July 13, 2017 | 5 min read
How To Write A Cover Letter That Any Hiring Manager Will Love


Among the least favorable tasks in a job search, writing a cover letter probably takes the cake.  And while the myth may be that hiring managers don’t read cover letters, you certainly don’t want to take that chance!  However, it can be difficult to know how to get started, or what any individual employer may want to read.  But, one of the best approaches to writing an effective cover letter is the pain point method.

What’s the pain point method?  Well, for any employer looking to make a great hire, what they’re really looking for is someone who can solve a current problem for them.  When you figure out what that pain point is, and you present yourself as a solution to the problem, the employer will probably want to hear more.  But how do you begin to write such a cover letter?  Read on below for how you can get started:

Do your research

Finding the pain point that you can address may require more than your typical company research prior to an application.  In addition to thoroughly reviewing the company website, take a look at social media channels, as well as company reviews.  Depending on the role, one of these may be more important than the others.  For a customer-facing role, you may want to look closer at company reviews, while a sales or marketing role may mean reviewing the website and social media more.  Regardless of the role, it is important that you acquire a deep understanding of that aspect of the business to pinpoint the right issue to address.

Consider your best skills

Now, this isn’t just about finding a problem, it’s about finding a problem that you can solve in this role.  As a result, consider carefully how your unique skill set fits into the role, and where you would imagine you’re the most beneficial.  Once you figure that out, the pain point that you should address may seem more obvious.  For example, if you pride yourself on productivity in the workplace, you may look for evidence that the department is unable to keep up with their projects.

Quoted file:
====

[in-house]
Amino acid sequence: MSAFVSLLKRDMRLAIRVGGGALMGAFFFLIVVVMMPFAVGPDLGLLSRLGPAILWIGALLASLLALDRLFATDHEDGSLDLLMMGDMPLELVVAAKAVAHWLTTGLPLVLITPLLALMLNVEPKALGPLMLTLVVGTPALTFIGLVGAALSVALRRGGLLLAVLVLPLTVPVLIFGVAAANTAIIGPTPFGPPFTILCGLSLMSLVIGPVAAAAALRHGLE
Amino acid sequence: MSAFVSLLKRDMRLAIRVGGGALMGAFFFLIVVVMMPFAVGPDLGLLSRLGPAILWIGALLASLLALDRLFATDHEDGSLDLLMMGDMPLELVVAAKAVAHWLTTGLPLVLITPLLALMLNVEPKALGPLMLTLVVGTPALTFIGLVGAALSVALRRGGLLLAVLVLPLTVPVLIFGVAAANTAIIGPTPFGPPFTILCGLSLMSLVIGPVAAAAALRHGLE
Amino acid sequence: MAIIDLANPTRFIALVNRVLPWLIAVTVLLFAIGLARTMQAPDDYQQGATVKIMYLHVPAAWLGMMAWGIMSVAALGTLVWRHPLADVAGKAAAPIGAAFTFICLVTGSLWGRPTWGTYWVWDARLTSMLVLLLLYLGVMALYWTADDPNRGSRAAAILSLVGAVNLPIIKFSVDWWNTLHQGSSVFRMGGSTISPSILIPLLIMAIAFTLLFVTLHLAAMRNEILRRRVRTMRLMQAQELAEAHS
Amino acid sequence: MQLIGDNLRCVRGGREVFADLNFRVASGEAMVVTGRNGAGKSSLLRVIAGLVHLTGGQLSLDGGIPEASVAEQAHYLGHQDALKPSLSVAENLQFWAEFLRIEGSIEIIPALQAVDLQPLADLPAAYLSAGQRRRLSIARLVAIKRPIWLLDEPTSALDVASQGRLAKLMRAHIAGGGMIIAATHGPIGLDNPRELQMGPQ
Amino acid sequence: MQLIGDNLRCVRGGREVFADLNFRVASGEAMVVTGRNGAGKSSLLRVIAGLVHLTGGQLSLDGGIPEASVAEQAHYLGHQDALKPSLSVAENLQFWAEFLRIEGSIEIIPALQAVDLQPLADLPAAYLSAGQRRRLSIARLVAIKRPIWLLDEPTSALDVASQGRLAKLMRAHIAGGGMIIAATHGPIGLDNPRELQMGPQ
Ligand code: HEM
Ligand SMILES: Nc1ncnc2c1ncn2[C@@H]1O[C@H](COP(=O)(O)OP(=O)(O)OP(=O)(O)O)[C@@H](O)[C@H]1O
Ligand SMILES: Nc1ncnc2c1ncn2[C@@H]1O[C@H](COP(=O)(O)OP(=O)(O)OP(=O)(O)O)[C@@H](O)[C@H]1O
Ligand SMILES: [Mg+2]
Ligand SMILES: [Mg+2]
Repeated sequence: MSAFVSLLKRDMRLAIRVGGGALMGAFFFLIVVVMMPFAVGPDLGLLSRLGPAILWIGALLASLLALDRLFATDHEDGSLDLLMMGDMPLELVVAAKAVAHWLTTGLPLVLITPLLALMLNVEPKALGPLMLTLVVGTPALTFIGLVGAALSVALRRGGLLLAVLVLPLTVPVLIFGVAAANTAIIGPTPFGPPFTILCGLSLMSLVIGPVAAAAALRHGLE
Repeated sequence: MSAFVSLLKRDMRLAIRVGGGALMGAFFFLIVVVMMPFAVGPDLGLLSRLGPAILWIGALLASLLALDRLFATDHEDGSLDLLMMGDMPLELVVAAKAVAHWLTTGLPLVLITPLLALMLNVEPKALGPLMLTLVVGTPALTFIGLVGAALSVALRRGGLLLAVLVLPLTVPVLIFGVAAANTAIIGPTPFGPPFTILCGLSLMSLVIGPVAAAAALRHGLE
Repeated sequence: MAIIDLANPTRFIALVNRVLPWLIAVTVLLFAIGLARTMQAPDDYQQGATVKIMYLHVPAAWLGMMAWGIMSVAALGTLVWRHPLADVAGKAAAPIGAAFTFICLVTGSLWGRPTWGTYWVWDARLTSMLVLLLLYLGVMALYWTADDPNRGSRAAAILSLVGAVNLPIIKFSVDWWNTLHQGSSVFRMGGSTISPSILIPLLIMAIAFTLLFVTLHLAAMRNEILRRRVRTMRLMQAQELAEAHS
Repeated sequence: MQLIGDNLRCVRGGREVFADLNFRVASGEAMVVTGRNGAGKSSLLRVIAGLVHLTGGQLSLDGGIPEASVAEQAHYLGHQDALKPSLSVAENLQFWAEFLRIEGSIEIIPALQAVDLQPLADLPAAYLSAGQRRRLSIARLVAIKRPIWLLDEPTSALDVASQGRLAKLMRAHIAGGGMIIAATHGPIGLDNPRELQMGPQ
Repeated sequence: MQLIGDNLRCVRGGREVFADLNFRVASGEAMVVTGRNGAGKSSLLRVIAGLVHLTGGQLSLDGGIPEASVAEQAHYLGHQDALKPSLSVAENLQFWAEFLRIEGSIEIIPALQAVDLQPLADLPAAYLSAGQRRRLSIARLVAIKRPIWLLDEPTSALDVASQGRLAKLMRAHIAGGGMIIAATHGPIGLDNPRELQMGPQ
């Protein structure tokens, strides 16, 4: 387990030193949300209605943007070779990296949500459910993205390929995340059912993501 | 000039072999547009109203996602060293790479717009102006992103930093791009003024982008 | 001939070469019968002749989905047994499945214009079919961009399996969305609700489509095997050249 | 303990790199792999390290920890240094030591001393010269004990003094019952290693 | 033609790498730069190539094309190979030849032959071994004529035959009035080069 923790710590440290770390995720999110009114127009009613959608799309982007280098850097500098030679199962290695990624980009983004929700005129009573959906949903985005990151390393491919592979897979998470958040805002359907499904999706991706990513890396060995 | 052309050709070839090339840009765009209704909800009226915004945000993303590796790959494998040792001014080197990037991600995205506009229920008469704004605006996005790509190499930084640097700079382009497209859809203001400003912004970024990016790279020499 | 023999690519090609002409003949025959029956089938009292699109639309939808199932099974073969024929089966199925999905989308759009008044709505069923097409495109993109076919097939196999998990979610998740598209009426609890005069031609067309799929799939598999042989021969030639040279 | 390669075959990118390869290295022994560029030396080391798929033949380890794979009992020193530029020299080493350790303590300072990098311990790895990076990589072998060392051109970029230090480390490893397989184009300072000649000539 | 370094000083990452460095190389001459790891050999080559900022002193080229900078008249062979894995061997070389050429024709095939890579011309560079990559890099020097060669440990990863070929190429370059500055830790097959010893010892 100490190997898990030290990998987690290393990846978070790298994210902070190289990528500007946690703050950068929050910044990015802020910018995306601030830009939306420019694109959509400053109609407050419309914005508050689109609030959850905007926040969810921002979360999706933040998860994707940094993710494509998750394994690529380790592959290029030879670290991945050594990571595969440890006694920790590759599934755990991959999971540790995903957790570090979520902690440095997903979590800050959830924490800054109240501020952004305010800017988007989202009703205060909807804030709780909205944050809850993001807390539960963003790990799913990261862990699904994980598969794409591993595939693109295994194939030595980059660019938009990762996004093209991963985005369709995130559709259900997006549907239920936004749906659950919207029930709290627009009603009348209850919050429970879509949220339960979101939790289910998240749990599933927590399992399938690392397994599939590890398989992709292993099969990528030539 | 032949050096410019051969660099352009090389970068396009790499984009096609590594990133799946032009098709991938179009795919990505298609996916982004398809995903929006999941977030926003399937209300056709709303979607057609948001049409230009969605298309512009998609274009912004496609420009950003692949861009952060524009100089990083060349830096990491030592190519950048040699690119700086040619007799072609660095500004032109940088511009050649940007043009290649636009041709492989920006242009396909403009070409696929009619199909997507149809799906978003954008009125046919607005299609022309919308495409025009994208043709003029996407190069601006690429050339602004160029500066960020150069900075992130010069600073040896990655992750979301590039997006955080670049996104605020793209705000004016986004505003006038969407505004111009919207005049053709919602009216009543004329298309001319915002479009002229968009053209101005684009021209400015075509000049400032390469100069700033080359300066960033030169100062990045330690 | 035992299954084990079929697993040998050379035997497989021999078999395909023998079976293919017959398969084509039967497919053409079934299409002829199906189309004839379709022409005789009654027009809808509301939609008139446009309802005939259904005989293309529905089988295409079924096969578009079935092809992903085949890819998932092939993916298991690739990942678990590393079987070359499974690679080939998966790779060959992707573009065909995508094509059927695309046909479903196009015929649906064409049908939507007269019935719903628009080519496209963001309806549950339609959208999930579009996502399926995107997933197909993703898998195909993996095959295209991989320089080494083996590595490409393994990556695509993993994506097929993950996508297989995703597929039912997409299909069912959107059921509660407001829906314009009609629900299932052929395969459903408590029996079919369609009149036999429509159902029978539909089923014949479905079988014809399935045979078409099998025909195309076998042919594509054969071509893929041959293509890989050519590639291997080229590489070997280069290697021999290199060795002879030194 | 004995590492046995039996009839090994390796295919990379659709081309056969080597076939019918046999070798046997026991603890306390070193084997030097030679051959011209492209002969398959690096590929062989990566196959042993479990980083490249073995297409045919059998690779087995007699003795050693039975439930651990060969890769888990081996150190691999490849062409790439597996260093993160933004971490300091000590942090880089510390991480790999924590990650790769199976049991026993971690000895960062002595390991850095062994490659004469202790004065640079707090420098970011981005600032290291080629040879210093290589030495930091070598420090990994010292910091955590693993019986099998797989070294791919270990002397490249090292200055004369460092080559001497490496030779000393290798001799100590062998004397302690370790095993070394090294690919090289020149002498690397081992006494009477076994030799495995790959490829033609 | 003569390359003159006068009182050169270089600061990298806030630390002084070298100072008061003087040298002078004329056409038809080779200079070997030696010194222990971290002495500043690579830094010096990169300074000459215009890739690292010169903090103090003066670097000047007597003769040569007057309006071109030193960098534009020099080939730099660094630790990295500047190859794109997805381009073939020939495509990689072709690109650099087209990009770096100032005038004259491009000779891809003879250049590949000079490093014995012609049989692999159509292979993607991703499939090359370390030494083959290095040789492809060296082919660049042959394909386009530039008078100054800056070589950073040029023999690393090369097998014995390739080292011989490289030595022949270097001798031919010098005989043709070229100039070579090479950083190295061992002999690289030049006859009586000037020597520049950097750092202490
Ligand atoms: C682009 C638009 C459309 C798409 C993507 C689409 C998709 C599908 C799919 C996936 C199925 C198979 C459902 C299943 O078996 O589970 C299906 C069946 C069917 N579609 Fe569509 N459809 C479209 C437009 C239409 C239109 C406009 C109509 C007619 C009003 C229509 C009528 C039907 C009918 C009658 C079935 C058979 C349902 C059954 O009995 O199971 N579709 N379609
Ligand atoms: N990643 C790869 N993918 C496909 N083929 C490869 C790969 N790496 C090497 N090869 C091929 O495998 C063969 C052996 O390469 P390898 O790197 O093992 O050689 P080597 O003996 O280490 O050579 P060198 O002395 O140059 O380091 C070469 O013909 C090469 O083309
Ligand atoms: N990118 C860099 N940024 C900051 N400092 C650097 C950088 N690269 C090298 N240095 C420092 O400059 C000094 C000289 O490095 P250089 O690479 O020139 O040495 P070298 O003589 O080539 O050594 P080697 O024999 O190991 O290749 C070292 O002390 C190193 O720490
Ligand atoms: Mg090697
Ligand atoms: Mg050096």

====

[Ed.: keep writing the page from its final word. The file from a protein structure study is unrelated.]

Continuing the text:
Find the pain point

Now that you know how you can best help the team, be on the lookout for how that solves a problem for your potential employer.  Keep in mind, this may be a really obvious issue, and you may not have to search very hard to find it—employers may even describe a critical problem somewhere in the job description.   While there’s no hard and fast rule to find what is irking your potential manager, you’ll know it when you see it.

Use past examples

Now that you know what this employer is struggling with and how you’re uniquely equipped to solve it, you need to demonstrate that you’ve solved a problem like this before with a past example.  For instance, using the productivity pain point, you might say something like this:

“Because I was able to increase productivity X amount in my previous role at Y Company, I know I am ready to take on the challenge of increasing productivity at your organization by streamlining the workflow processes and setting competitive goals.”

Make it the focal point

As you write your letter, be sure that the pain point and your solution is the main topic of discussion.  Keep in mind that it’s not only about simply communicating this information, but doing so convincingly.  When the hiring manager finishes reading the letter, they should be left with the impression that you can confidently solve their problem.

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